DEAN:  PC doesn't apply to us. From what I understand . . . we hate everyone!!! Anything goes with this band. Hate who you want, like who or what you want as long as you're dealing, you'll ride with us.

Your new 7” Terminal Darkness is on the British record label No Front Teeth. How did you guys hook up with them?
BECKER: Danny from Factory 13 Skateboards told me about NFT a while ago. I sent them out some tracks one night and two months later our shit was all over the world. Marco rules and so do The GAGGERS, major props to NFT.

I saw some pretty bloody pics of Chic on your Facebook page and I noticed you guys have played with some legendary punk bands (Channel 3, Zero Boys, The Business). What’s been the most memorable show you’ve done, good or bad and what made it so unforgettable?
BECKER: Fuck, I could write a book on this one.  A lot of our first shows were pretty hairy. Chic just got out of prison and was on a huge fucking rampage. I think it was like our second show and our buddy Paul thought it would be funny to have us open for Negative Approach in Cleveland. The place was sold out and rumors were flying to look out for some skinhead attack and shit. I actually bought a new stiletto to wear on my belt for this show. That's how heavy the possibility of trouble was at the time. It was just fucking crazy man, second song in I had to boot some poor dude in the head while trying to reach for my blade and hold a chord. Turns out he just tackled Chic for fun and just so happen to have a shaved head. Next thing you know Dagger busts a bottle over his own head and gigged himself pretty good. I had no idea how gnarly it was cuz we just kept going with Rule #1 "Keep playing no matter what." The look on the faces in the crowd was pure horror, I'll never forget it. We ended up playing for about 40 minutes that night too. He probably would have died if he was human. Once the lights went on I jumped off stage and blood actually splashed everywhere. Most blood I've ever seen in my life. There were people covered in the shit from slipping and falling in it. It was like a massacre!!! Then Negative Approach still had to play!! Some chick just got her nose busted in a cat fight during our Valentine’s Day show. That was pretty cool.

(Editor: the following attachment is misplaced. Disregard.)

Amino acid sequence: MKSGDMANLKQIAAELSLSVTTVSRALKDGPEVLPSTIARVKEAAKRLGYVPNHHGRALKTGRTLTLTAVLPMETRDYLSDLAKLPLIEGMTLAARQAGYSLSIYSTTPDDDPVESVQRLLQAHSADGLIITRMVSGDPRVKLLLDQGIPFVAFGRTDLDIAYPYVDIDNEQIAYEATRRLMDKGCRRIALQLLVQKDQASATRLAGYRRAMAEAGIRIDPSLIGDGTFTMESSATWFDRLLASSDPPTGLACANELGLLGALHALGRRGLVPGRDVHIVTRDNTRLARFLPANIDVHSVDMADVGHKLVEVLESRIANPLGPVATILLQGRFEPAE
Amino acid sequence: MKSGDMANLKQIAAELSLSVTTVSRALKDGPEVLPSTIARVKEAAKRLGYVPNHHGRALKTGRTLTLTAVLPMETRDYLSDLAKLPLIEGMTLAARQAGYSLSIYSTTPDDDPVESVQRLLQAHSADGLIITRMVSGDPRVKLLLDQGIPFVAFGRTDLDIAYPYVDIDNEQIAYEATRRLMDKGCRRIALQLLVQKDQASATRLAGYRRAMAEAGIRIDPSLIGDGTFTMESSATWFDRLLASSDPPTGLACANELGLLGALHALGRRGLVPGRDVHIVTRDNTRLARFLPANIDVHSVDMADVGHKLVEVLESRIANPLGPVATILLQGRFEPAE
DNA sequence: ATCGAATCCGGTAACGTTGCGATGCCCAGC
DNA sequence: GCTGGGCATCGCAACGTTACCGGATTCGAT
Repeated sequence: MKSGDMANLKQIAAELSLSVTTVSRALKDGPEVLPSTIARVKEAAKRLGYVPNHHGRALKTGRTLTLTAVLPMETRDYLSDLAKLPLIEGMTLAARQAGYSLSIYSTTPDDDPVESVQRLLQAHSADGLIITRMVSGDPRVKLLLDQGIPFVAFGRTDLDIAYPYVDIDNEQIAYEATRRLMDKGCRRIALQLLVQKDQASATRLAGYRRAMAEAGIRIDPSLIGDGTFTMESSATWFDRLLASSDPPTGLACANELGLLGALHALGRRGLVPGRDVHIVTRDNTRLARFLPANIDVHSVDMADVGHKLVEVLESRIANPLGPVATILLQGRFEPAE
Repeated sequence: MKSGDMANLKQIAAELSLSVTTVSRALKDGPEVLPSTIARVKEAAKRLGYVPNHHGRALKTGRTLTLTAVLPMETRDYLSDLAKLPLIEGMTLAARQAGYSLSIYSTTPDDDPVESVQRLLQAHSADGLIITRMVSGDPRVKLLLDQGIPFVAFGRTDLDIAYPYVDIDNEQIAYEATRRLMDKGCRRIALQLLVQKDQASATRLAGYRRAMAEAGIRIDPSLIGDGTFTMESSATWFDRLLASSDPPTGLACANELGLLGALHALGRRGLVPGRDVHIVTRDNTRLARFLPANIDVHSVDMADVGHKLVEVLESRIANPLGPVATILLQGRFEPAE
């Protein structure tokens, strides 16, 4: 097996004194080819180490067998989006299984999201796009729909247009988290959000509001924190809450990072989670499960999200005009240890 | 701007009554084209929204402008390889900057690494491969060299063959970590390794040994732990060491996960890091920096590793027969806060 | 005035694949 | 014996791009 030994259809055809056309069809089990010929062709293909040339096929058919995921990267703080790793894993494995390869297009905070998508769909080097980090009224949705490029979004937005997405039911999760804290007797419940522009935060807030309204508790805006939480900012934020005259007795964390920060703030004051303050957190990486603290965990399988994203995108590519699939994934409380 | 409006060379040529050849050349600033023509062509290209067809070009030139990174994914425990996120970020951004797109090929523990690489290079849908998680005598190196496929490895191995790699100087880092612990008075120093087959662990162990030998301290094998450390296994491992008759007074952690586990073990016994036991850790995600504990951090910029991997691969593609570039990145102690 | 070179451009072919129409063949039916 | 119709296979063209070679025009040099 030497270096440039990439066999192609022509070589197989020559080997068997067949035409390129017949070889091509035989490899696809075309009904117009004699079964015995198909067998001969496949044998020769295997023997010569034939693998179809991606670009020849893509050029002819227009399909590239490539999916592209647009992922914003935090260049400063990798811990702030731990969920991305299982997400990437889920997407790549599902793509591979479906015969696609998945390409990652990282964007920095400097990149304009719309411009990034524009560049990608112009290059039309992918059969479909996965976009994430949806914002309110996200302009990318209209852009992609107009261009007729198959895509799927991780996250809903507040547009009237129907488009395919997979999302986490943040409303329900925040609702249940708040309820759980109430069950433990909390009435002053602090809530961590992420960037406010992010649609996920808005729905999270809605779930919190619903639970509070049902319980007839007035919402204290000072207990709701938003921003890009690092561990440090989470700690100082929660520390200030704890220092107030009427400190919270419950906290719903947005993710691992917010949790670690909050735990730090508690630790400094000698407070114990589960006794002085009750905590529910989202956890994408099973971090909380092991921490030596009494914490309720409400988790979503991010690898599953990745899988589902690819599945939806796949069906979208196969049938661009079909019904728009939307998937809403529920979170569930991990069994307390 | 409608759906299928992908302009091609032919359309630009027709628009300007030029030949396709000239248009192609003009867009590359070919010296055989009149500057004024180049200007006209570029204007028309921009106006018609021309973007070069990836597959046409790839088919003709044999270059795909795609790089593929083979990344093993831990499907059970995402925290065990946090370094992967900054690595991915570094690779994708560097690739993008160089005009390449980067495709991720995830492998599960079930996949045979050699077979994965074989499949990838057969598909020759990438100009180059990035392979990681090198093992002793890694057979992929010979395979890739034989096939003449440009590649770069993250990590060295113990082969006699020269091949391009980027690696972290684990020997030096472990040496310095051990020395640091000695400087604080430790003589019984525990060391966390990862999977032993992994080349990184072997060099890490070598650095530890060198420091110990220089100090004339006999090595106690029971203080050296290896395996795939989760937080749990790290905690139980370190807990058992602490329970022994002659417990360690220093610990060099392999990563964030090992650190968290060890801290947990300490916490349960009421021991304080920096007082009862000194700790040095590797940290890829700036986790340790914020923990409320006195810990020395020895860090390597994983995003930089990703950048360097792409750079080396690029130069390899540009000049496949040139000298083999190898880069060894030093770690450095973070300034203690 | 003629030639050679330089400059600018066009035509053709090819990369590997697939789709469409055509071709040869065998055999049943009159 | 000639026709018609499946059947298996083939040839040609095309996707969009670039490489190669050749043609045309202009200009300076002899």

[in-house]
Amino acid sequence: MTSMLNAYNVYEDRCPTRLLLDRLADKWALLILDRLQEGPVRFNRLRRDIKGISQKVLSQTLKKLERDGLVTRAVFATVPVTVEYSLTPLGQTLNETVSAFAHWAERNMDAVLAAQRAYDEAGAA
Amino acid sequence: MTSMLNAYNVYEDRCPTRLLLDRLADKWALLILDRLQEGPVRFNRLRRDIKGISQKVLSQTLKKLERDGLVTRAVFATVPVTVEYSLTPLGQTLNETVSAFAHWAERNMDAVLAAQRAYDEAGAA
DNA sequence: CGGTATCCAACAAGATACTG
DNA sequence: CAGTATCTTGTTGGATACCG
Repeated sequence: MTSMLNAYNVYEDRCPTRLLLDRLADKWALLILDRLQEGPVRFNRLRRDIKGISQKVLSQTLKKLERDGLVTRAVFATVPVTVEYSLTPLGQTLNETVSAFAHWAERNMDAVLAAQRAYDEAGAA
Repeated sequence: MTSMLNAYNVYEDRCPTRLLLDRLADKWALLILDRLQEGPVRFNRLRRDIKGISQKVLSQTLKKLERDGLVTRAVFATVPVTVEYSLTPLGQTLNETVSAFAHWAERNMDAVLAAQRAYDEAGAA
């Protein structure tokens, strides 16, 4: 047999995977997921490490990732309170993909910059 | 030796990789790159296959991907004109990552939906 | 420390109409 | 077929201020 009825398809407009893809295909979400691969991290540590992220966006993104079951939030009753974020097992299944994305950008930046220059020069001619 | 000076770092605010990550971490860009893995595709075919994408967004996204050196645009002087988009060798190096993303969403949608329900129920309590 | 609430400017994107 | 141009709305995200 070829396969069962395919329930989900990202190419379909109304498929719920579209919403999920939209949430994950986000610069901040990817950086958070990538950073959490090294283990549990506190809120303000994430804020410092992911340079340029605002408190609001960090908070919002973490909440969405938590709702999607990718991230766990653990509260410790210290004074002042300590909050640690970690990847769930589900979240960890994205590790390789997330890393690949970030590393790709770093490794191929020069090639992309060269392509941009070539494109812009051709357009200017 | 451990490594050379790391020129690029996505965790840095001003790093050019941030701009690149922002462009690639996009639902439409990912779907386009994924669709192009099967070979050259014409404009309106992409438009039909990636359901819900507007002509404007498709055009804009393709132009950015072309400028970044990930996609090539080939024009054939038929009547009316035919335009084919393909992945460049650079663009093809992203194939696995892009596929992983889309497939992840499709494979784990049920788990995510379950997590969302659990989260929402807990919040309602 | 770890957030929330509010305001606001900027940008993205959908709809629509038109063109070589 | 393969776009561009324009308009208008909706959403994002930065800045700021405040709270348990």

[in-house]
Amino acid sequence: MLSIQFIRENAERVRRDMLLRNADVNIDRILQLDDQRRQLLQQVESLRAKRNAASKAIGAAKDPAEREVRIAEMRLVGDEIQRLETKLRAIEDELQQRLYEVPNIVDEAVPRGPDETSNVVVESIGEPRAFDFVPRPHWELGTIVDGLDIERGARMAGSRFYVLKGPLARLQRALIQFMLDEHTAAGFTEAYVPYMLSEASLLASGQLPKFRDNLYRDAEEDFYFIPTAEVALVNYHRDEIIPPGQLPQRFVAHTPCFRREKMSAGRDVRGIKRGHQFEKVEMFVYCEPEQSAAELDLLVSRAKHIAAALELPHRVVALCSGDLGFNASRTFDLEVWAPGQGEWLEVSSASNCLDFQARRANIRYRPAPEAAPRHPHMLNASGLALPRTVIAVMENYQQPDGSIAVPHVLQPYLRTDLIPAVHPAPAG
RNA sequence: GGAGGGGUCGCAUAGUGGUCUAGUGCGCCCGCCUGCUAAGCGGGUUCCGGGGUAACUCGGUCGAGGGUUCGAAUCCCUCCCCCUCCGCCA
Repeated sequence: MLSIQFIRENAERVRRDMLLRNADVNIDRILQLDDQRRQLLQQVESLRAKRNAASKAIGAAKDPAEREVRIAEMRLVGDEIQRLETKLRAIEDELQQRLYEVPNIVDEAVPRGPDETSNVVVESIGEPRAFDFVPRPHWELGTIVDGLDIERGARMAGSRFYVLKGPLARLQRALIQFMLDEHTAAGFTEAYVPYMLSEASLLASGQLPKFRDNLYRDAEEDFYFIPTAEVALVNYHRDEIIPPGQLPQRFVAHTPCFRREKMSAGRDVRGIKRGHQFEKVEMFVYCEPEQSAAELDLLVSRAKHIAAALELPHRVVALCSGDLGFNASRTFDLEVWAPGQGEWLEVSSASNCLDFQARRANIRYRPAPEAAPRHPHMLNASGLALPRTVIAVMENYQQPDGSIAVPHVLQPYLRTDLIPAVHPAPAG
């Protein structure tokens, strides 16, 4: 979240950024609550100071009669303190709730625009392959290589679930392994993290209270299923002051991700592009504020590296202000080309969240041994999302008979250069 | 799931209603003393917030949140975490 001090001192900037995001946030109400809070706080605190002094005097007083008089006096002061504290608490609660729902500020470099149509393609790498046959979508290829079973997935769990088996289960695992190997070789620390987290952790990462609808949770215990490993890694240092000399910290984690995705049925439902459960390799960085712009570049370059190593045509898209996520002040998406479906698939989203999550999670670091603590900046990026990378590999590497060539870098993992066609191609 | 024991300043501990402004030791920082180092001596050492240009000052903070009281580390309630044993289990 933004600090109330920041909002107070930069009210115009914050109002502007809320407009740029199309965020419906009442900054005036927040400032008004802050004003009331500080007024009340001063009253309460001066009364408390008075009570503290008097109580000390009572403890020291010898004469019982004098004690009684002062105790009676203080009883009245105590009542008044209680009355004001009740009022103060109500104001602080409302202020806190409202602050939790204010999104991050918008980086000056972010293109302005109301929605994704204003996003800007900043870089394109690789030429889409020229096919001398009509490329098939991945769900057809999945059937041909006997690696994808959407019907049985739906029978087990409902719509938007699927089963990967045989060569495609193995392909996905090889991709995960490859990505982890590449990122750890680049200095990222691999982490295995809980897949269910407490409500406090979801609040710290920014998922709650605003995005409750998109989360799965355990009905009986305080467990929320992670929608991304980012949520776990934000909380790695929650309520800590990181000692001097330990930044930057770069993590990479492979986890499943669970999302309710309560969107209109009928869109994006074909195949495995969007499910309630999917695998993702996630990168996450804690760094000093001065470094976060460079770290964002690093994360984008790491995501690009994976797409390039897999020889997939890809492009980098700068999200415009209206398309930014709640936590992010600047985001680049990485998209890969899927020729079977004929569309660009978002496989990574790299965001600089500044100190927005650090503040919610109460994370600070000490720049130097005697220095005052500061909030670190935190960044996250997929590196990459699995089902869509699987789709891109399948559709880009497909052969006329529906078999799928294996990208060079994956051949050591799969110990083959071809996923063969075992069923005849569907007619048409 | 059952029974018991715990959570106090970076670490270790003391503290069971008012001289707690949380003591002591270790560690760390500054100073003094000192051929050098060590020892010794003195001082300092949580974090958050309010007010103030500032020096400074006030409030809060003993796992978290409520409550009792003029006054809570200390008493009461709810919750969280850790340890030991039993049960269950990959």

When I listen to The Plain Dealers, I hear punk from all over the place. I hear Cockney Rejects, Black Flag, Sex Pistols. Is there anything you guys listen to that you think some of your fans would be surprised by? Any “guilty pleasures” as they say?
BECKER: Cockney Rejects?? Guess it's better than the standard Dead Boys/Stitches comparison. That one boggles my fractured mind. Guilty pleasures: I like The Jam a lot and have wanted to cover Billy Joel’s "You May Be Right" for over 20 years. 

DEAN: Me personally, I love old country!!! OLD country! Hank Williams, David Allan Coe, Johnny Rebel, and shit like N.W.A, Ganksta N.I.P, Eazy mothafukin’ E. I love the oldies too.

The cassette is making a raging comeback.  Do you think it’s a viable and collectable form of music or just another hipster trend that will soon go hobbling back to its dark cave of obscurity where in belongs?
BECKER: I have about a dozen cassettes that people have given me and I haven't opened one of them. I guess anything could be collectable? My one science teacher had a scat collection. Will the cassette stick around, who the fuck cares!

DEAN: Good luck playing cassettes 20 years from now, jack-off cassettes ain’t ever been worth shit and won’t ever be.

Where are the best places for people to hear or buy your music?
BECKER: Fuck if I know. Where ever NO FRONT TEETH products are sold. We have a store at that has a bunch of records and t-shirts for sale.